The2008 financial crash left a desolate landscape of infrastructure on the outskirts of many towns across Europe, and particularly in Spain. Roads, lamp-posts, electricity and drainage serve rows of undeveloped plots with no residents. This project charts the march of progress of the new construction ecology within this landscape, from single-occupancy micro homes reliant on existing infrastructure, through unfettered low-rise townscape sprawl, into organised urban planning facilitated by new community structures.

The new relationships that this fosters shifts the project away from the neo-liberal capitalism pervasive today and pulls housing into an alternative model that stands alongside the conventional mass housing market.

Ultimately, Avila Automatic promotes an alternative modern life unimpeded by the commodification of housing and the pressures of restrictive mortgages. It is a life augmented by new forms of inhabitation, increased collectively-owned automation and new forms of productive communities.  

Gintare Stonkute, Year 5, 'Print My Village'

Despite technological advances and unlike in other major industries, housing is becoming increasingly unaffordable across the west due to increasing financial costs and migration to cities. The financial crisis of 2008 further augmented this issue, increasing youth unemployment and refusing the access to mortgages furthermore changing tastes and needs means requirements from housing are higher and more detailed than ever before.

We also see the world entering into a new industrial revolution, where increasingly automated technologies minimise labour demand a long-term 'post-capitalist' future suggests higher unemployment as normality through reduced workload and higher reliance on automation. It is therefore a major opportunity to create a housing system of parts which take advantage of those developments to tackle issues of urgent affordable homes, taking into account desires of flexibility and customisation, empowering generations by involving them in the work. The project argues that we are on the verge of a major sociological shift, which will enable us considering completely new affordable, flexible and individualised pre-fab buildings through the use of break-through technologies of 3D printing and robotic delivery in the post-capitalist era.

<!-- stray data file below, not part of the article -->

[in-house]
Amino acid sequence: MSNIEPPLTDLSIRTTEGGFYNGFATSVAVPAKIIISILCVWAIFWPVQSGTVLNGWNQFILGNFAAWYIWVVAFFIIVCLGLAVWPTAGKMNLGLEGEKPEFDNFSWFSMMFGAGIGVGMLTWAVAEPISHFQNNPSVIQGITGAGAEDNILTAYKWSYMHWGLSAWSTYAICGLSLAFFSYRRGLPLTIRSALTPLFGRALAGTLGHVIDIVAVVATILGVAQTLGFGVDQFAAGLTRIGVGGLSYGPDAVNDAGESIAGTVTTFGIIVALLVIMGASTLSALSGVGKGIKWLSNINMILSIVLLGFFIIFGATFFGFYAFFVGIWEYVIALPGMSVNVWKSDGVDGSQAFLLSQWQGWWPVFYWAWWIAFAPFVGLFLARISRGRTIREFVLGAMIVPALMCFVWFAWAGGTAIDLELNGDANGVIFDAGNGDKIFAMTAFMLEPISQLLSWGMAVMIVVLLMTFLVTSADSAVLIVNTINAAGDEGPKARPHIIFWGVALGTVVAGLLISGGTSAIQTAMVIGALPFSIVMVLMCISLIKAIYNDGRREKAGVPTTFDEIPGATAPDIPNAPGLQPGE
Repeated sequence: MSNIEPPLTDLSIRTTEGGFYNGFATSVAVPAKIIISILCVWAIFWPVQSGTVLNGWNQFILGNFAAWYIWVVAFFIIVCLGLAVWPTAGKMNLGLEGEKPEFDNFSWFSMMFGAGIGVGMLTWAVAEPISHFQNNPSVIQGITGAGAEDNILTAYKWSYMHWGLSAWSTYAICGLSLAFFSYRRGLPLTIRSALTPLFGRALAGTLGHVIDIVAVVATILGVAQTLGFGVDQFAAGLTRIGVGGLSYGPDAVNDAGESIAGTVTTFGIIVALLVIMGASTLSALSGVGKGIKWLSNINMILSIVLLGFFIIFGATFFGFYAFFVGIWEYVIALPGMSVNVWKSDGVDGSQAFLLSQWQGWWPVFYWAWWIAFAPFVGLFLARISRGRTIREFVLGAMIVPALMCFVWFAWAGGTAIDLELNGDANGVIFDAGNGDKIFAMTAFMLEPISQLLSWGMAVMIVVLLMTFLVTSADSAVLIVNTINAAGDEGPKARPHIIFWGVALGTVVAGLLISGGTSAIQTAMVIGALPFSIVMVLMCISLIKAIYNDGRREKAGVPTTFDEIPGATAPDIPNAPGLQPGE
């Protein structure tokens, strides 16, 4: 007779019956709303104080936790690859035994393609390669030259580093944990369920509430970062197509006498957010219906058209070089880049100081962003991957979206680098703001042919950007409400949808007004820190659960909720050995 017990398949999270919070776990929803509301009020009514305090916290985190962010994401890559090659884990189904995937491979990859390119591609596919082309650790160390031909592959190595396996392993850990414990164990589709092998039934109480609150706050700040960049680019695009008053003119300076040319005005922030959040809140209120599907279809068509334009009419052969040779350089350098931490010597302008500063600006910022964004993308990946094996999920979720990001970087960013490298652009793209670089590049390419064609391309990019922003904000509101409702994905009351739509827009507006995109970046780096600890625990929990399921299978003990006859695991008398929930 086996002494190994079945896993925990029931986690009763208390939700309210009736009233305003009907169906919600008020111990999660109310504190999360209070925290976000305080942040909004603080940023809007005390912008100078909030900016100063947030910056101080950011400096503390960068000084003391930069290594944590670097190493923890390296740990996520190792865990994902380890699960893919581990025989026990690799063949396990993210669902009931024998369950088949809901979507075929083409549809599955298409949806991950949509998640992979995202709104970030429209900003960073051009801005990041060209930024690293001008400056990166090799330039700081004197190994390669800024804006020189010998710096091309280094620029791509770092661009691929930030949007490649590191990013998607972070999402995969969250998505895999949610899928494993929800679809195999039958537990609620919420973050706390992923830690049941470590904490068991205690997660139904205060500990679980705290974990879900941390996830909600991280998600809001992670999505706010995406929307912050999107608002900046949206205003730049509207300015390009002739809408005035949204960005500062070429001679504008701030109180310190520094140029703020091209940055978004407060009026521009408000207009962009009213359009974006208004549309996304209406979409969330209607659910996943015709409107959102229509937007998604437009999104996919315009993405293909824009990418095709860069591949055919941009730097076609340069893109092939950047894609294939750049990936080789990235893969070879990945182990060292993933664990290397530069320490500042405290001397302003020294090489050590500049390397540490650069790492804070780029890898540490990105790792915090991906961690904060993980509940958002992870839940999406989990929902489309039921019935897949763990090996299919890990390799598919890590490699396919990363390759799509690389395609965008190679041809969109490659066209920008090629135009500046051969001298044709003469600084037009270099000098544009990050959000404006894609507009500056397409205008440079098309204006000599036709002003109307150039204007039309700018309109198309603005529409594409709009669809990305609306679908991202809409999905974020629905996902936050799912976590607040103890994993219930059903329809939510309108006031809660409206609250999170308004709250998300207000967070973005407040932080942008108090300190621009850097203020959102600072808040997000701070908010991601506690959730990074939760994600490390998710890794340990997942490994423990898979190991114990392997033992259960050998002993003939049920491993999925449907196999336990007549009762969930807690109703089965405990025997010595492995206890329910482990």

These innovations will allow increased efficiencies in speed and use of materials. More important, the project aims to rethink how we can design and construct homes using the relationship between human and technology as a vehicle. It empowers residents with the ability to solve housing issues themselves. They can drive and control the development by contributing to production and assembly of parts, whilst relying on experts through digital systems when introduced.